NRCS is known for providing one-on-one, personalized advice on the best solutions to meet unique conservation challenges. Sometimes the best solution is not something expensive or new but is instead simple and time-tested.
A project at Willow Creek Ranch, near Likely, Calif., is a good example. During the recent drought, rancher Pearce Flournoy came to the Alturas Field Office and asked how he could better utilize part of his pasture. He wanted to distribute his cattle more uniformly by establishing a water facility to draw his livestock to an unused part of his ranch. But for that he needed water.
“We initially talked about drilling a well,” said District Conservationist Bryon Hadwick “But the neighboring ranch had attempted a well and came up with a dry hole. They didn’t get any usable water, and there was a risk of that happening to Pearce.”
Flournoy’s nearest functioning spring was nearly a mile away from the pasture that needed the water and was much lower in elevation. “We considered our best options, and our civil engineer, Tom Hill, came up with a design for a ram pump,” Hadwick said.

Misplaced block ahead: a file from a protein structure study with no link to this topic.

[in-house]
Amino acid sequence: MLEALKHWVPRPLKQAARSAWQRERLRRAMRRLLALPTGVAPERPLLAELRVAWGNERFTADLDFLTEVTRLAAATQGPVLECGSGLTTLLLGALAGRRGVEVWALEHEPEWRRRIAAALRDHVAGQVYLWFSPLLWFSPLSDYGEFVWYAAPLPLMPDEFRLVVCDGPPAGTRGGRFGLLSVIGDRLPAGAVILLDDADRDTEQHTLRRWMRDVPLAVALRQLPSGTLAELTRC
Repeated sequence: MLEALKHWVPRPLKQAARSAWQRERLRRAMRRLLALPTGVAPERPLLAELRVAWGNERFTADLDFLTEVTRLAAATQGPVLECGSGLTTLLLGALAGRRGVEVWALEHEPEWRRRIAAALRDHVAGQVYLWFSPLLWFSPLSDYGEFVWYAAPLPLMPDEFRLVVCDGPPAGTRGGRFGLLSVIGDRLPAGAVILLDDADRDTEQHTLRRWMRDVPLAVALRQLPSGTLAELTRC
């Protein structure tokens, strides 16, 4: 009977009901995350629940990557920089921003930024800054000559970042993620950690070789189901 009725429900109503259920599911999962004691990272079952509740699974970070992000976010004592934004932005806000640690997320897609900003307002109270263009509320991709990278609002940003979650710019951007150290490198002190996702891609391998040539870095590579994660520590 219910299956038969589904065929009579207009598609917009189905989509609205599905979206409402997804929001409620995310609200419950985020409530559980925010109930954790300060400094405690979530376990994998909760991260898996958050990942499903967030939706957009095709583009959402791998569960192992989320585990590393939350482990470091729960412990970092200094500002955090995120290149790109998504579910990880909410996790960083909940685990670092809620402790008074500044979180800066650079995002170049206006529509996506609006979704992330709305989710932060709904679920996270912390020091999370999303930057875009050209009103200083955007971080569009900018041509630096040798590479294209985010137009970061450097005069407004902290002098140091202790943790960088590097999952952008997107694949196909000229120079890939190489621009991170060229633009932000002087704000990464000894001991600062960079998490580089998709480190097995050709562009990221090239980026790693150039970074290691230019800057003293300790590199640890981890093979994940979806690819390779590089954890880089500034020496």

Hydraulic ram pump technology has been around since the late 1700’s. But interest declined in the 1890’s as electricity and electric pumps became more widely available. The basic principle is to use a large amount of water falling a short distance to pump a small amount of water to a higher elevation. “A ram pump basically takes water pressure and multiplies it,” Hill said. “It works like a water hammer.” “If we had done a well it would probably have taken at least as much pipe,” added Hadwick. Our cost is less with this design because we’re not installing a well, which is very costly. It’s certainly cheaper for the landowner as well.”
A ram pump has the advantage of not needing electricity, wind or fuel to run. “Pearce’s pump is bringing water up 220 feet in elevation by going downhill 12 feet,” noted Hadwick. “So it collects 12 feet of pressure and then pumps nearly a mile up the hill without electricity.”
“And it can pump 24 hours a day,” added Hill. “If we designed for a solar pump it would only pump about five hours a day.”
Flournoy said that he can get the pump started with ease, and when the livestock are not in that field he can turn it off. It’s also a floated system, so it can only fill up the water trough and the storage tank and then won’t accept any more water.
“We hadn’t been able to use that field for about five years,” said Flournoy. “I’m thankful that the NRCS could provide assistance and it was in their nature to want to help with these kinds of things.”
Image credit: Images courtesy of USDA/NRCS California.